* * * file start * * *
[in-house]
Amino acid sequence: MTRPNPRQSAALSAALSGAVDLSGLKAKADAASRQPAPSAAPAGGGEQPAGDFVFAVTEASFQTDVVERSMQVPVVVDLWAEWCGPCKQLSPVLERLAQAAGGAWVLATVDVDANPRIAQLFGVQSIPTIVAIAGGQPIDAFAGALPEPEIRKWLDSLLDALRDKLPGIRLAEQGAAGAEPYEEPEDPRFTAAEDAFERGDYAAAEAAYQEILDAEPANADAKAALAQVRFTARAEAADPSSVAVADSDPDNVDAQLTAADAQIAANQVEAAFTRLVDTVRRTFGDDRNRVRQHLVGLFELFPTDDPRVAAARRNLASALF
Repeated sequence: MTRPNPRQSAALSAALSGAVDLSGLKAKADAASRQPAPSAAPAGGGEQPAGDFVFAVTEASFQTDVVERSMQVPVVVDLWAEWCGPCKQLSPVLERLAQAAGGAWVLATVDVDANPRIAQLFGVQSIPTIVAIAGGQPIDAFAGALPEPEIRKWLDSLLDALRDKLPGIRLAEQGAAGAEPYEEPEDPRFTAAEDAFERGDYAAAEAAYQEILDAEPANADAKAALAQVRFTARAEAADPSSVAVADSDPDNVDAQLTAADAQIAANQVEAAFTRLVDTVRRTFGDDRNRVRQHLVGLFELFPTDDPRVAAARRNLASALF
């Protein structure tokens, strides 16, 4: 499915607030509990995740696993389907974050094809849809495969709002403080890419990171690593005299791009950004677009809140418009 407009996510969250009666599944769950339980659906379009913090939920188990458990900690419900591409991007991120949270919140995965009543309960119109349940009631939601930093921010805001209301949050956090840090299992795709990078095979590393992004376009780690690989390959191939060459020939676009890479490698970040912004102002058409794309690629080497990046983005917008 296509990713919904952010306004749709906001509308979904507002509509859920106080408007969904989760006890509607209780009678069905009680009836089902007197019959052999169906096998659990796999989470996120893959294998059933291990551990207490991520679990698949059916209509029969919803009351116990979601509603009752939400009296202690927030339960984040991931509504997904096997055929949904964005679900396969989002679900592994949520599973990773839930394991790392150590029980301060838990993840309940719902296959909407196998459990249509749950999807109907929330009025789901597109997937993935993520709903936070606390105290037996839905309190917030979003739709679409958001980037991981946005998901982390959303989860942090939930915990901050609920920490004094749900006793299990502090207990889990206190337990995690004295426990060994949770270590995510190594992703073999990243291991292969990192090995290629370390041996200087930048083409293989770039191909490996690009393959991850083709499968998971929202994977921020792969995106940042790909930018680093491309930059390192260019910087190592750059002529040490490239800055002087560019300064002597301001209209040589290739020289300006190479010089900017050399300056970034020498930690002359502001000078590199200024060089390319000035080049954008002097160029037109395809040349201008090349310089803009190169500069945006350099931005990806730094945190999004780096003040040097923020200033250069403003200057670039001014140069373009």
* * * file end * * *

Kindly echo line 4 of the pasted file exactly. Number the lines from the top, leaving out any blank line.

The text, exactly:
């Protein structure tokens, strides 16, 4: 499915607030509990995740696993389907974050094809849809495969709002403080890419990171690593005299791009950004677009809140418009 407009996510969250009666599944769950339980659906379009913090939920188990458990900690419900591409991007991120949270919140995965009543309960119109349940009631939601930093921010805001209301949050956090840090299992795709990078095979590393992004376009780690690989390959191939060459020939676009890479490698970040912004102002058409794309690629080497990046983005917008 296509990713919904952010306004749709906001509308979904507002509509859920106080408007969904989760006890509607209780009678069905009680009836089902007197019959052999169906096998659990796999989470996120893959294998059933291990551990207490991520679990698949059916209509029969919803009351116990979601509603009752939400009296202690927030339960984040991931509504997904096997055929949904964005679900396969989002679900592994949520599973990773839930394991790392150590029980301060838990993840309940719902296959909407196998459990249509749950999807109907929330009025789901597109997937993935993520709903936070606390105290037996839905309190917030979003739709679409958001980037991981946005998901982390959303989860942090939930915990901050609920920490004094749900006793299990502090207990889990206190337990995690004295426990060994949770270590995510190594992703073999990243291991292969990192090995290629370390041996200087930048083409293989770039191909490996690009393959991850083709499968998971929202994977921020792969995106940042790909930018680093491309930059390192260019910087190592750059002529040490490239800055002087560019300064002597301001209209040589290739020289300006190479010089900017050399300056970034020498930690002359502001000078590199200024060089390319000035080049954008002097160029037109395809040349201008090349310089803009190169500069945006350099931005990806730094945190999004780096003040040097923020200033250069403003200057670039001014140069373009």